FuseTV’s K-pop podcast, K-Stop, has been cancelled following the controversy surrounding their most recent episode. The news comes in a two-part post to both Instagram and Twitter by one of the former hosts, Jeff Benjamin.
— Jeff Benjamin (@Jeff__Benjamin) September 24, 2017
“False and misleading graphics and audio clips are currently making it seem like I have been making fun of someone’s pronunciation or way of speaking English and I need to clear up this complete and utter lie. The actual audio recalls a joke I saw fans make about Charlie Puth’s spelling errors to which I said was ‘pretty funny,’ not his pronunciation. As some have noticed (and I thank you for that), this comment was completely taken out of context.
“I believe you’re allowed to have opinions and it’s one thing to be disappointed if you felt I should have spoken up and not kept quiet when I was trying to listen and understand others’ opinions, it’s another thing entirely to think I actively or aggressively criticized or insulted someone. I cannot and will not stand for that, and if it was true that I was making such a low joke, I would encourage you to not stand for it either.
“But the actual truth and reality is that would go against everything I believe as a human and journalist who has championed and lifted up foreign artists since the start of my career, even when bosses told me ‘K-pop isn’t going to happen, stop trying to make K-pop happen’ back when I was an intern in 2011. I’ve spoken many times about my work has doubled as an exploration in empathy and how learning to connect with people whose cultures, languages and lifestyles are different from mine has been one of the most rewarding parts of it. I hope this message is met with open-mindedness and kindness, the same mindset I’ve always used in my work for more than six years now.
“I have suspicious there are more to these attacks and comments, perhaps that they may be personal on some levels; but I can’t help that nor do I think it’s important. I can only keep doing the work I think is important and continue to spread open-mindedness in the world in the ways I can. I can’t control anyone, bit I can control my actions and will hold myself to even higher standards. You will see some important changes made soon. Thank you for your understanding and empathy. I still believe.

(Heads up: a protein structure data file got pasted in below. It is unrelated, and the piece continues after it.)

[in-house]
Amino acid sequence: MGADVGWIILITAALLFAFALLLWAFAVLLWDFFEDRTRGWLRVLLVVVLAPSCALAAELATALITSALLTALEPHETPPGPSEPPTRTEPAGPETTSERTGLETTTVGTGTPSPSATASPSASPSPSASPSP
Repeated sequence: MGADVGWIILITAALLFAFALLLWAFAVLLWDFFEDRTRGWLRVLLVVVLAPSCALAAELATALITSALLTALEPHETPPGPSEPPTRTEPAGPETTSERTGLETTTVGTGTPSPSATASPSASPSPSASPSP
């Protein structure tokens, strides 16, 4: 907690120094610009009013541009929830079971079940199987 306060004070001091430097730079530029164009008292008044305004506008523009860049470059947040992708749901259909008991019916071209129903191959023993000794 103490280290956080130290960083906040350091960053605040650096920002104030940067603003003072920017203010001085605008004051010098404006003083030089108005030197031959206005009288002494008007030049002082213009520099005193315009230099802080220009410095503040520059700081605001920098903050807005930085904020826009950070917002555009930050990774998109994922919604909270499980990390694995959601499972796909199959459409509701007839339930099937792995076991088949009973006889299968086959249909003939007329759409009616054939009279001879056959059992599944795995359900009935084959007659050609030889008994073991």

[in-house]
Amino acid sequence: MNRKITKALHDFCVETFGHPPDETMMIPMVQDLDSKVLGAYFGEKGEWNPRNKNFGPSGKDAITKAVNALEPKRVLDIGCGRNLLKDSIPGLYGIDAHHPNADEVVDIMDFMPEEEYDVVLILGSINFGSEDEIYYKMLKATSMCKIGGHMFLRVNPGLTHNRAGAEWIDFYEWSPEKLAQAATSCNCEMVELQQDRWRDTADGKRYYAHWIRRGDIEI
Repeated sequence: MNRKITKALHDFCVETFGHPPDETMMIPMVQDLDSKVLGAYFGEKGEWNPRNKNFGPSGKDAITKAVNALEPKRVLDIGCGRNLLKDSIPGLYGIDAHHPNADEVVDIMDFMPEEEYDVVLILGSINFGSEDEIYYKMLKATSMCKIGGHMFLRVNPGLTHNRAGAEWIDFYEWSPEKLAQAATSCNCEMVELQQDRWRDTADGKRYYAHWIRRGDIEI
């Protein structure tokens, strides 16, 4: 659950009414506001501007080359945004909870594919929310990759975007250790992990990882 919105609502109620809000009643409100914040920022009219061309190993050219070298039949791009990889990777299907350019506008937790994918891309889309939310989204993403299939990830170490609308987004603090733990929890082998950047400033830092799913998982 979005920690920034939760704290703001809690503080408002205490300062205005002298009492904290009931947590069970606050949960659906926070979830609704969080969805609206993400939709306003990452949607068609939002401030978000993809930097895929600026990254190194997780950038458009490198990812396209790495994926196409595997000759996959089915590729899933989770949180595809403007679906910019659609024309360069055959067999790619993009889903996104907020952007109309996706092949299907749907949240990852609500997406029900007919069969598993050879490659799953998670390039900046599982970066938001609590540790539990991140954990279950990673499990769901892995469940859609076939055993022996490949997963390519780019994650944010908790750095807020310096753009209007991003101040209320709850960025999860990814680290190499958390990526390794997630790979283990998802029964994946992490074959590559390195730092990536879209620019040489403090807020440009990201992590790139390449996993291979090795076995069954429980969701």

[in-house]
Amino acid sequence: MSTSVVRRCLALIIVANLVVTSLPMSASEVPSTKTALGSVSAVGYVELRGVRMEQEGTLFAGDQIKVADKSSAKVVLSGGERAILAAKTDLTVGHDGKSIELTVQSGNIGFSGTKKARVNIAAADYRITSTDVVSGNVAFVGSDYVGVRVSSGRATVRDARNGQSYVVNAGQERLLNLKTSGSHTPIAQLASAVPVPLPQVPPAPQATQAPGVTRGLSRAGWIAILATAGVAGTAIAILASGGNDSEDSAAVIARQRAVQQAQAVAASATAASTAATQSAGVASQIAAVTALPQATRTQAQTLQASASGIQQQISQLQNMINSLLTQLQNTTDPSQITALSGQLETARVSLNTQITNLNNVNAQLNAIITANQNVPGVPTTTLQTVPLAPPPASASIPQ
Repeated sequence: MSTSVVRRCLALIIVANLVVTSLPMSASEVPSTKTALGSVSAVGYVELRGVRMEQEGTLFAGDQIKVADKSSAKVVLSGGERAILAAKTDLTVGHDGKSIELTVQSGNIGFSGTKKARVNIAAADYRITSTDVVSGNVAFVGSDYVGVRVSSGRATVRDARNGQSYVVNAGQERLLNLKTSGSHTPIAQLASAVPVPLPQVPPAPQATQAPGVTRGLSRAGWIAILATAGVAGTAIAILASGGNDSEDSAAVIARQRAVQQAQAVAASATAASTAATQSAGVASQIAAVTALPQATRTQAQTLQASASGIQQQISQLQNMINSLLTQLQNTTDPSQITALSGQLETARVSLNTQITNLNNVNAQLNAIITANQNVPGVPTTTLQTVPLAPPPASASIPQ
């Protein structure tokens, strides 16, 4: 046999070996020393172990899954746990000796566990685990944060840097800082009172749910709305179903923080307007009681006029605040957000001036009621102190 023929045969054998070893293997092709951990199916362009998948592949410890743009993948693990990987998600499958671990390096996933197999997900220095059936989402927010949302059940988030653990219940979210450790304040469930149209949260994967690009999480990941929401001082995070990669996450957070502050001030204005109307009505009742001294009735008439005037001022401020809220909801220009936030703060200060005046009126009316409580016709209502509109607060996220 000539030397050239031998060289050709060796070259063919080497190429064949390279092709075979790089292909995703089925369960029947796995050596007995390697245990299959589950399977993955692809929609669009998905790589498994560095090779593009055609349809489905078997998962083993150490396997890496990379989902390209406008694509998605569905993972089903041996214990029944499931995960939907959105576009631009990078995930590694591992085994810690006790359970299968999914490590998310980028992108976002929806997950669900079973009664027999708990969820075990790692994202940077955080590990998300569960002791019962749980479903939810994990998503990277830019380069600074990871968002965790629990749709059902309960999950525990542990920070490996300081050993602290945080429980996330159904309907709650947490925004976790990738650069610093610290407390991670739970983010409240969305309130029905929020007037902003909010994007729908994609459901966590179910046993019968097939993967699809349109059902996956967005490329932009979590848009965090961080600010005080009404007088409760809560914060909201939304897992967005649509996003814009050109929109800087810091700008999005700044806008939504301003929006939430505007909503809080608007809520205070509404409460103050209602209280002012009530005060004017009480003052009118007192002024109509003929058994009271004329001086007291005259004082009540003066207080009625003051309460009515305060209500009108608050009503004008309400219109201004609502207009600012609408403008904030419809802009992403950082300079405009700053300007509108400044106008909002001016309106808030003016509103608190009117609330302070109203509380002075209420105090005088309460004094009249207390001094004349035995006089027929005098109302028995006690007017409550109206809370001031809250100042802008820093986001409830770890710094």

“Before other news comes, I want to make an important announcement: After hearing from offended fans, I thought and reflected deeply about what had happened and what was the right response. I contacted my higher-ups to suggest the right thing to do would be to cancel the podcast in response. After very serious talks between all involved, we’ve made the decision to cancel the podcast immediately. I am sorry to anyone who was offended by my colleagues’ words as well as my own lack of immediate response.
“I hope it is not mistaken the tremendous amount of respect I have for K-pop artists and their fans. I’ve always liked to believe that fans trust me because of my long history being passionate and fighting for K-pop’s representation in mainstream media, and my work that always strives to give this music scene the serious respect it deserves. I think BTS and GFriend are incredibly, unmistakably talented artists — artists who I’ve written multiple in-depth pieces about — and I love intereacting with you all to discuss them. I want to take actions to show that I deserve that trust. I’m looking forward to continuing to covering K-pop and hearing from all of you. Passion and love are so important. Thank you for reading.”
Netizens reacted to his apology and the show’s cancellation:
I’ve been in similar situations, I know how hard it is, you may have made mistakes but you’re owning up to then and that’s all I need. 💖💖
— Lilly (@is_bts_trash) September 24, 2017
Thank you Jeff. I accept your apology as an individual. I can’t say how others will feel, but know that a lot of us appreciate the articles
— ↼Gᴇɴᴏs⇁STREAM DNA (@osirianrose) September 24, 2017
Let me clarify: I only mean that I don’t hold you responsible for those women’s behavior.
— Sorry Bae Bae (@Sorry_Bae_Bae) September 24, 2017
this is all that I needed to hear, personally. thankyou Jeff. although cancelling was drastic, you did a good thing. have a good day.
— rennie (@yoblessingz) September 24, 2017
you’re okay but what about the girls who legit SAID EVERYTHING. when are they gonna apologize/maybe get fired for not being professional
— stan_royalty👑 (@liesjehvj24) September 24, 2017
They are the ones who made the comments. But one of them apologized then deleted it, and the other girl doesn’t even care.
— isa 👀 (@gryffinwhore) September 24, 2017
— MinHo’s View 😻 (@KissMyBlackJack) September 24, 2017
Tina Xu and Brooke Bunce, the ones who made the inflammatory comments, have yet to respond to the cancellation, although it does appear that Xu has possibly responded to the incident in a vague tweet…
lol y’all funny
— tina 💁🏻 (@hey_tinaaa) September 22, 2017
…as evidenced by the replies she received for it:
— rose| check 📌 (@jinflowerprince) September 22, 2017
You should just own up to what you did and fucking apologize. Or is your pride keeping you from doing that? pic.twitter.com/JfqfGKuN9f
— 래일라[Layla]💜 (@HopeSunshineJ) September 23, 2017
— Thay loves bts (@baekho_kn) September 22, 2017
— BTS❤~~~ Esha (@jungshook_jin) September 22, 2017
— Joonie’s Flower 💐💙 (@joooniebee) September 22, 2017
— Kaiya ☀︎ (@MakaiyaGriffin) September 23, 2017
No word on whether or not the two will comment on the podcast’s cancellation.
Feature Image via Instagram / bts.bighitofficial